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Twenty Years On

Commemorating the 20th Anniversary of the Canal Hotel bombing in Iraq on this World Humanitarian Day, guest contributor and RedR UK Associate Trainer Ian Woodmansey reflects upon the profound impact of this event on the humanitarian community.  

This blog was written by guest contributor Ian Woodmansey. Ian is a RedR UK Associate Trainer. You can find him on LinkedIn and Twitter.

We want to honour the memory of those humanitarian workers who lost their lives. The day also, however, serves as a stark reminder of the evolving security risks faced by aid workers. Since that event, security risk management within the humanitarian sector has never been the same.  

In this blog, we will delve into the changes that have taken place over the past two decades, the evolving security landscape, the efficacy of World Humanitarian Day, and the steps we can take to ensure the safety of those who selflessly serve in times of crisis. 


A Changing Security Landscape  

22 people lost their lives in the Canal Hotel bombing in Iraq in 2003. The bombing marked a turning point for the humanitarian community's approach to security risk management, underscoring the vulnerability of aid workers and the pressing need for a comprehensive security framework. 

The landscape of security threats faced by humanitarian organizations has evolved significantly since the Canal Hotel bombing. While traditional risks such as armed conflict, natural disasters, and disease outbreaks persist, new and complex challenges have emerged or grown. Terrorism, cyberattacks, political instability, and the rise of non-state actors have added layers of complexity to the security equation. 

Humanitarian organisations now grapple with the need to adapt. The blending of security and humanitarian action has become imperative, demanding a delicate balance between delivering aid and ensuring the safety of aid workers. 


How to Respond 

Over the past 20 years, there has been a notable shift from a reactive to a proactive approach in addressing security risks. Humanitarian organisations have become more vigilant in assessing potential threats, implementing risk reduction strategies, and providing specialised training for staff operating in high-risk environments. Advancements in technology have played a crucial role, from satellite imagery and geospatial analysis to communication tools and digital security measures. Collaborative efforts between governments, NGOs, and the private sector have further facilitated the sharing of information and resources, contributing to a more coordinated response to security challenges. First the European then the Global InterAgency Security Forum, as well as INSO, have played a central role in improving information sharing and coordination between agencies.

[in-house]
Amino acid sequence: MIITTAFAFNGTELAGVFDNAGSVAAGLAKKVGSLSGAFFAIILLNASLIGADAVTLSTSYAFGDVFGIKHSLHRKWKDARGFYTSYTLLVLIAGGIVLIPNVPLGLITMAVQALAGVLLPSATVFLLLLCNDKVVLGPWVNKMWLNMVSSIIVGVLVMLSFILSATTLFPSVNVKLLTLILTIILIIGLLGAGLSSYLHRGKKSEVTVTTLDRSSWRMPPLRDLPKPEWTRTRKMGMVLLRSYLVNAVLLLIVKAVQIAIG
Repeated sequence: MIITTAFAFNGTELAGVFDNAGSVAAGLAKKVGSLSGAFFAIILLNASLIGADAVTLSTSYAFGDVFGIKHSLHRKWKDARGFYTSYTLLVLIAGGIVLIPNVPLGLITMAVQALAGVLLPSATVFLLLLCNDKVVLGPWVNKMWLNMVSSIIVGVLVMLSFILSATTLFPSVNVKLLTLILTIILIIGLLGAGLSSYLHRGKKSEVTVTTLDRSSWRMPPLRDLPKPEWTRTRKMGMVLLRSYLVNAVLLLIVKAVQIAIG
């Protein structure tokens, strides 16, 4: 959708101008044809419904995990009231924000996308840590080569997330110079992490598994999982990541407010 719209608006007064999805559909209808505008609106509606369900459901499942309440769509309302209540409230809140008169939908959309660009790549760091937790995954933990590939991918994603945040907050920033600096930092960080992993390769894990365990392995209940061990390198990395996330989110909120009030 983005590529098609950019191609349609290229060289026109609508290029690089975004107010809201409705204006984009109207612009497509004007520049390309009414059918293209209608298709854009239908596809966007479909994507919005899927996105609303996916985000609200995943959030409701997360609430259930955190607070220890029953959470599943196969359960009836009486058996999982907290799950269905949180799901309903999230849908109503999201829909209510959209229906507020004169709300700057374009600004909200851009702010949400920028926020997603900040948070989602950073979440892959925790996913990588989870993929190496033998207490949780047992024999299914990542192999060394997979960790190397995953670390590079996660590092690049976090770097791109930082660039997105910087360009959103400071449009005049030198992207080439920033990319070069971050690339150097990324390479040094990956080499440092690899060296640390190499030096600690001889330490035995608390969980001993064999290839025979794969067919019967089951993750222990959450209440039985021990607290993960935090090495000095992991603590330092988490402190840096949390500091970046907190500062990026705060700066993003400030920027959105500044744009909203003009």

The Place of World Humanitarian Day 

World Humanitarian Day serves as a global platform to recognise and celebrate the unwavering dedication of aid workers who risk their lives to alleviate human suffering. It sheds light on the risks they take and raises awareness about the challenges they face. While it may not directly impact the security measures put in place by organisations, it contributes significantly to acknowledging the importance of humanitarian work and fostering a sense of solidarity among people worldwide. 


Strengthening Safety Measures 


To enhance the safety of humanitarian staff and programs, there are several key areas that warrant attention: 

  • Training and Preparedness: Continuous training in security protocols, first aid, and conflict resolution is essential for aid workers operating in high-risk environments. Organisations should prioritise developing specialised training programs that cater to evolving security threats. 
  • Collaboration and Information Sharing: Humanitarian organisations must strengthen collaboration with governments, security agencies, and local communities to gather intelligence and exchange information about potential threats. 
  • Adaptive Security Strategies: Flexibility and adaptability are crucial. Organisations should constantly evaluate and adjust their security protocols based on changing conditions on the ground. 
  • Mental Health Support: Providing psychological support to aid workers exposed to trauma and high-stress environments is paramount. Mental health services should be readily accessible and destigmatised. 
  • Technological Innovation: Investing in cutting-edge technology, such as real-time tracking systems and encrypted communication tools, can enhance the safety of aid workers and the effectiveness of their operations. 

The Canal Hotel bombing serves as a sombre milestone. It galvanized the humanitarian community into action, leading to significant advancements in security risk management. 

While challenges persist and the nature of security threats continues to evolve, the unwavering commitment of aid workers remains a beacon of hope. World Humanitarian Day continues to shine a spotlight on their vital contributions. It’s a reminder that there is more to be done to ensure the safety of everyone caught up in humanitarian crisis. In fostering collaboration and embracing innovation, security can advance, rather than hinder work to support affected communities.